Front Page Titles (by Subject) Cvm svb hoc tempvs plvrimae Regis Hispaniarvm litterae in manvs nostras venissent, qvibvs ipsivs et Lvsitanorvm institvtvm manifeste detegitvr, operae pretivm visvm est ex iis, qvae pleraeqve eodem erant argvmento, binas in Latinvm sermonem translatas exh - The Freedom of the Seas (Latin and English version, Magoffin trans.)
The Online Library of Liberty
A project of Liberty Fund, Inc.
Cvm svb hoc tempvs plvrimae Regis Hispaniarvm litterae in manvs nostras venissent, qvibvs ipsivs et Lvsitanorvm institvtvm manifeste detegitvr, operae pretivm visvm est ex iis, qvae pleraeqve eodem erant argvmento, binas in Latinvm sermonem translatas exh - Hugo Grotius, The Freedom of the Seas (Latin and English version, Magoffin trans.) 
*The Freedom of the Seas, or the Right Which Belongs to the Dutch to take part in the East Indian Trade, *Translated by Ralph Van Deman Magoffin, Introduction by James Brown Scott, Director of the Carnegie Endowment for International Peace (New York: Oxford University Press, 1916).
About Liberty Fund:
Liberty Fund, Inc. is a private, educational foundation established to encourage the study of the ideal of a society of free and responsible individuals.
Fair use statement:
This material is put online to further the educational goals of Liberty Fund, Inc. Unless otherwise stated in the Copyright Information section above, this material may be used freely for educational and academic purposes. It may not be used in any way for profit.
Cvm svb hoc tempvs plvrimae Regis Hispaniarvm litterae in manvs nostras venissent, qvibvs ipsivs et Lvsitanorvm institvtvm manifeste detegitvr, operae pretivm visvm est ex iis, qvae pleraeqve eodem erant argvmento, binas in Latinvm sermonem translatas exhibere.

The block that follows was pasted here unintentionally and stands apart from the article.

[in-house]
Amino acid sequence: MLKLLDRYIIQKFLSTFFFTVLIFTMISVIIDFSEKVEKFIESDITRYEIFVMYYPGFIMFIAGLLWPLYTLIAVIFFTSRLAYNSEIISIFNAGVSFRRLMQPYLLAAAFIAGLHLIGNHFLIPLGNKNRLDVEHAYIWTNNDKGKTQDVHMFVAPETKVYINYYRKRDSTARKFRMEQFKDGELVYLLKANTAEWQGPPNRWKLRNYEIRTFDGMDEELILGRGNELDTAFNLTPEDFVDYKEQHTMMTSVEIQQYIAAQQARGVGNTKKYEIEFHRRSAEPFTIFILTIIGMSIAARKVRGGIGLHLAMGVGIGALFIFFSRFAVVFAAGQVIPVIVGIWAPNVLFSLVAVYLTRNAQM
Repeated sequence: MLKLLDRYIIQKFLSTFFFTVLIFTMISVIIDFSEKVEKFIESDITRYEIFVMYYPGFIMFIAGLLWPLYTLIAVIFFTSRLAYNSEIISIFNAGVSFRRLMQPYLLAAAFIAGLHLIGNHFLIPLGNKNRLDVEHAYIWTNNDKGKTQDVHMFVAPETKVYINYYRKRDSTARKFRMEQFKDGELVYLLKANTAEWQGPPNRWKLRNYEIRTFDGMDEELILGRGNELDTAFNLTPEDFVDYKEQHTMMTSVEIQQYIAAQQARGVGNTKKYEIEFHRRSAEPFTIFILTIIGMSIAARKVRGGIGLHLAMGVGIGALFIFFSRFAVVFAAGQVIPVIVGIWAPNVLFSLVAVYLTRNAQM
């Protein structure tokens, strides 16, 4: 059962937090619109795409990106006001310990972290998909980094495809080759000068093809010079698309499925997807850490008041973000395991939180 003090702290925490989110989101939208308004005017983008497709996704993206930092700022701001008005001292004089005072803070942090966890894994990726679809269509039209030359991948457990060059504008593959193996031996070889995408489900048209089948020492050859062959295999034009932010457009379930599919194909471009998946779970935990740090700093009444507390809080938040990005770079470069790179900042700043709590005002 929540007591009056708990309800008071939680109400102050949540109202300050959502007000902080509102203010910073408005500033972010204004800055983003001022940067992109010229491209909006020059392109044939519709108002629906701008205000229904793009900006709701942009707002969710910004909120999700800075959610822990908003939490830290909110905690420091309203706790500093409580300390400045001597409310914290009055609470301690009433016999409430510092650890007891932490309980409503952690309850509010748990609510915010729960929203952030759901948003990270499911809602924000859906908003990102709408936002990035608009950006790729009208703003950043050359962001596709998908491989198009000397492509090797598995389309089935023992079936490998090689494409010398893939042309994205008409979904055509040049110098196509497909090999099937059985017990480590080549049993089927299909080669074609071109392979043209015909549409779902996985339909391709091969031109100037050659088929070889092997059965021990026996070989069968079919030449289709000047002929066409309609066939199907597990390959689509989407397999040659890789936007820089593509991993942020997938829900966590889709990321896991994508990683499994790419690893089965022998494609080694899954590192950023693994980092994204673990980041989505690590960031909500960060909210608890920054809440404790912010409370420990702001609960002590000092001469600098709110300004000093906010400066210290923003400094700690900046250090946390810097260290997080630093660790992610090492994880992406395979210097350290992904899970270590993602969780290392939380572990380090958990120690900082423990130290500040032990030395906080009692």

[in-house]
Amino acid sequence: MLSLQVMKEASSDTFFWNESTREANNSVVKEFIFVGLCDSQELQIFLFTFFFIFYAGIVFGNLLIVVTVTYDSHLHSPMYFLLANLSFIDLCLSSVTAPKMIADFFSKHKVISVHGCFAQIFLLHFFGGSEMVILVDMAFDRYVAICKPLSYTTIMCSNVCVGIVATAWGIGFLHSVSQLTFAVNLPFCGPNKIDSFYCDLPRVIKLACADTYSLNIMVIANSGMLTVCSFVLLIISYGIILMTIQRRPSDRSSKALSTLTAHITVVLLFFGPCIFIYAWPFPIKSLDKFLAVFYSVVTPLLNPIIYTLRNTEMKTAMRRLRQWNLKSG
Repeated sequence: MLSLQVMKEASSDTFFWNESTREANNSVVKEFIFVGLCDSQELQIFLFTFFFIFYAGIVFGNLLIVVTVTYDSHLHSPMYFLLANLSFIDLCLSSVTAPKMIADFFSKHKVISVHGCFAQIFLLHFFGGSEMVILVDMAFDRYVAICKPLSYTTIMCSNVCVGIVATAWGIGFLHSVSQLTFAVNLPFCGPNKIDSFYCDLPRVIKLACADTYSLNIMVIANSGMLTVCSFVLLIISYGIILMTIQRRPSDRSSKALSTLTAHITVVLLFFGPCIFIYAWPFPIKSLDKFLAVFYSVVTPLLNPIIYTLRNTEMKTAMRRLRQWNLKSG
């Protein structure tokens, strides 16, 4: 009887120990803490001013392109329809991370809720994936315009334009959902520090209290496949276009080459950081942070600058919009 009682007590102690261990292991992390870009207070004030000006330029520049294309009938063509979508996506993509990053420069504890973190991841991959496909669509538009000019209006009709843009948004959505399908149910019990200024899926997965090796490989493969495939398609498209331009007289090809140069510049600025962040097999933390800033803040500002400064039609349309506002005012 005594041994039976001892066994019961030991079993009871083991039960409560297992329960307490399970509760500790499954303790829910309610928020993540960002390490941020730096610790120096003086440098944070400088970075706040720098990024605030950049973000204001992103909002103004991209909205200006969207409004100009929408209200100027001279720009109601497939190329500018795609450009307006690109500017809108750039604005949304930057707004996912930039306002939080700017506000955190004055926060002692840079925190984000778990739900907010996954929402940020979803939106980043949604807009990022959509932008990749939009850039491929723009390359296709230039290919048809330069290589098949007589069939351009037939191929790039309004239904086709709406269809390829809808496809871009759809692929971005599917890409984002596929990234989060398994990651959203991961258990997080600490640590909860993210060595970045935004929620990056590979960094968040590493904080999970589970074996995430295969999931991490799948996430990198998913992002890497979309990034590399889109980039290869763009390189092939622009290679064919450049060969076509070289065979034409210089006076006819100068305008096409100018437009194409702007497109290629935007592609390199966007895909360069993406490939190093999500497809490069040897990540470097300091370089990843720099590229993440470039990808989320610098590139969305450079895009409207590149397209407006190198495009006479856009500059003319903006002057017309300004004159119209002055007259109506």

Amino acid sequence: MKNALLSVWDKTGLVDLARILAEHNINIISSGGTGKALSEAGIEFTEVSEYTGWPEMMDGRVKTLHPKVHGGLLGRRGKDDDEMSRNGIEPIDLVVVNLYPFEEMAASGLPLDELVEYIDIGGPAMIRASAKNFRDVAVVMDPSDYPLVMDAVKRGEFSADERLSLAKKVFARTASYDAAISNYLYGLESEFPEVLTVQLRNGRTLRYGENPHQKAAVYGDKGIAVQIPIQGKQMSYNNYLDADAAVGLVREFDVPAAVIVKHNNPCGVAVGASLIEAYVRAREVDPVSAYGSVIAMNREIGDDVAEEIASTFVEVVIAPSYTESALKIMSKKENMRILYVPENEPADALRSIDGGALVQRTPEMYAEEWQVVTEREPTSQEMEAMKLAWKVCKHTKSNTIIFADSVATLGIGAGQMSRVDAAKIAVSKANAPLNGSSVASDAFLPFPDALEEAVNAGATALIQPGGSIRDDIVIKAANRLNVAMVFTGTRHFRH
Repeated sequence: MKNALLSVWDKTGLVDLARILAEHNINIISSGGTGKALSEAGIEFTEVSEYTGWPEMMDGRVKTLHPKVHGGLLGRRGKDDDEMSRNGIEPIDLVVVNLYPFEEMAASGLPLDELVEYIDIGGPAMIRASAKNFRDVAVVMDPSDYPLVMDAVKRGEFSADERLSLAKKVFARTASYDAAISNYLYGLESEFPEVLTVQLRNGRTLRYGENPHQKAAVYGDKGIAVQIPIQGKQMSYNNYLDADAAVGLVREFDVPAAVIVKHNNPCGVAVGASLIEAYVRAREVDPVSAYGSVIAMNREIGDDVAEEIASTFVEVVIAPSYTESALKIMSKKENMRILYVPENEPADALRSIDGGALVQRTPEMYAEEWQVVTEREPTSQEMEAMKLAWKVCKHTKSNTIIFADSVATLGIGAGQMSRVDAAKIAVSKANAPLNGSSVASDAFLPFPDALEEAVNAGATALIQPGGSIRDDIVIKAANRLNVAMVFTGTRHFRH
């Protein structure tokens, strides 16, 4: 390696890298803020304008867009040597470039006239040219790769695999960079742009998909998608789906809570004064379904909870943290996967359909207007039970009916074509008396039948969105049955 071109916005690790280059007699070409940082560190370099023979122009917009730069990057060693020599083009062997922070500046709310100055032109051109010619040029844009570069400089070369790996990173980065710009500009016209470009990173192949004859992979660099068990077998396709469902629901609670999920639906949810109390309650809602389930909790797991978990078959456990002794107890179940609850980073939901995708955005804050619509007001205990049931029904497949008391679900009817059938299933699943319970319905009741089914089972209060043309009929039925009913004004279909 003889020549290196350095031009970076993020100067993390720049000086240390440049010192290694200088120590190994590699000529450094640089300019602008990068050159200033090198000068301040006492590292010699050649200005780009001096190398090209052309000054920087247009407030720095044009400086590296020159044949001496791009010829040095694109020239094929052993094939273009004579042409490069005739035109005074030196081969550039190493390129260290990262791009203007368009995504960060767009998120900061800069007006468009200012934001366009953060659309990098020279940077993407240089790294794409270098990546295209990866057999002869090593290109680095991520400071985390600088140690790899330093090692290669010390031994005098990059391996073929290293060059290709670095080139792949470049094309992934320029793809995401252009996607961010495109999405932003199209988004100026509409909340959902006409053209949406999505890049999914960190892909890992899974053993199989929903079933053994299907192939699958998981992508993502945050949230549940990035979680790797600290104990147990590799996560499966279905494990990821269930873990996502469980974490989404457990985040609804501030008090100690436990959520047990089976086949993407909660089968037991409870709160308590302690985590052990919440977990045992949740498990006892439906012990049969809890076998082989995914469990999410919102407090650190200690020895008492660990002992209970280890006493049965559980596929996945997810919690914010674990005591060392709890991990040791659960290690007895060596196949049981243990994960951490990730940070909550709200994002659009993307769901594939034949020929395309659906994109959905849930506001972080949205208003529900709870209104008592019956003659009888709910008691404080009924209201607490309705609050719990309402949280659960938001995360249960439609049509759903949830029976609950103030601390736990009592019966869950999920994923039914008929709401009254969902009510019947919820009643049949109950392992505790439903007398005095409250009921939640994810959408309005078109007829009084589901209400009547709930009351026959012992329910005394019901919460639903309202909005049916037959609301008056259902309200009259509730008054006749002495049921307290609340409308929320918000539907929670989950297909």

Domine Martine Alphonse de Castro, Prorex amice, ego Rex multam tibi salutem mitto:
Cum hisce litteris perveniet ad te exemplum typis impressum Edicti quod faciendum curavi, quo, ob rationes quas expressas videbis, aliasque meis rebus conducentes prohibeo commercium omne externorum in ipsis partibus Indiae aliisque regionibus transmarinis. Quandoquidem res haec est momenti atque usus maximi, et quae effici summa cum industria debeat, impero tibi, ut simulatque litteras has et edictum acceperis, publicationem eius omni diligentia procures in omnibus locis ac partibus istius imperi, idque ipsum quod edicto continetur exsequaris sine ullius personae exceptione, cuiuscumque qualitatis, aetatis, condicionisve sit, citra omnem moram atque excusationem, procedasque ad impletionem mandati via merae exsecutionis, nullo admisso impedimento, appellatione, aut gravamine in contrarium, cuiuscumque materiae generis aut qualitatis. Iubeo itaque hoc ipsum impleri per eos ministros ad quos exsecutio pertinet, iisque significari, non modo eos qui contra fecerint malam operam mihi navaturos, sed eosdem me puniturum privatione officiorum in quibus mihi serviunt.